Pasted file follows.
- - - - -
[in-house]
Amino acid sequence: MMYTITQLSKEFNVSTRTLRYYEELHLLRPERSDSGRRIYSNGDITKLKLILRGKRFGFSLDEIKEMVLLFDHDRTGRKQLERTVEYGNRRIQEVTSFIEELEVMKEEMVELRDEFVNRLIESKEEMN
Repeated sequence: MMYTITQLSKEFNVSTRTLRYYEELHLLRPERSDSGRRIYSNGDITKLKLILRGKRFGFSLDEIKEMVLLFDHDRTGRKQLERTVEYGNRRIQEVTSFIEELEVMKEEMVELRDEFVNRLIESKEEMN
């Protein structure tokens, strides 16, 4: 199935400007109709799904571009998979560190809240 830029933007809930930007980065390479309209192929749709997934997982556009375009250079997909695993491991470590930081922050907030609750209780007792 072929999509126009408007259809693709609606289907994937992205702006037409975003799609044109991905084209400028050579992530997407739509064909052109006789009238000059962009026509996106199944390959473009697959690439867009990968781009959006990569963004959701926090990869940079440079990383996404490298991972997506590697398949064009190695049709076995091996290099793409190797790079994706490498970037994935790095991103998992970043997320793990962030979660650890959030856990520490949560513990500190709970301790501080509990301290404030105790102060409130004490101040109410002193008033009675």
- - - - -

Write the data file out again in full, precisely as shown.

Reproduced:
[in-house]
Amino acid sequence: MMYTITQLSKEFNVSTRTLRYYEELHLLRPERSDSGRRIYSNGDITKLKLILRGKRFGFSLDEIKEMVLLFDHDRTGRKQLERTVEYGNRRIQEVTSFIEELEVMKEEMVELRDEFVNRLIESKEEMN
Repeated sequence: MMYTITQLSKEFNVSTRTLRYYEELHLLRPERSDSGRRIYSNGDITKLKLILRGKRFGFSLDEIKEMVLLFDHDRTGRKQLERTVEYGNRRIQEVTSFIEELEVMKEEMVELRDEFVNRLIESKEEMN
């Protein structure tokens, strides 16, 4: 199935400007109709799904571009998979560190809240 830029933007809930930007980065390479309209192929749709997934997982556009375009250079997909695993491991470590930081922050907030609750209780007792 072929999509126009408007259809693709609606289907994937992205702006037409975003799609044109991905084209400028050579992530997407739509064909052109006789009238000059962009026509996106199944390959473009697959690439867009990968781009959006990569963004959701926090990869940079440079990383996404490298991972997506590697398949064009190695049709076995091996290099793409190797790079994706490498970037994935790095991103998992970043997320793990962030979660650890959030856990520490949560513990500190709970301790501080509990301290404030105790102060409130004490101040109410002193008033009675």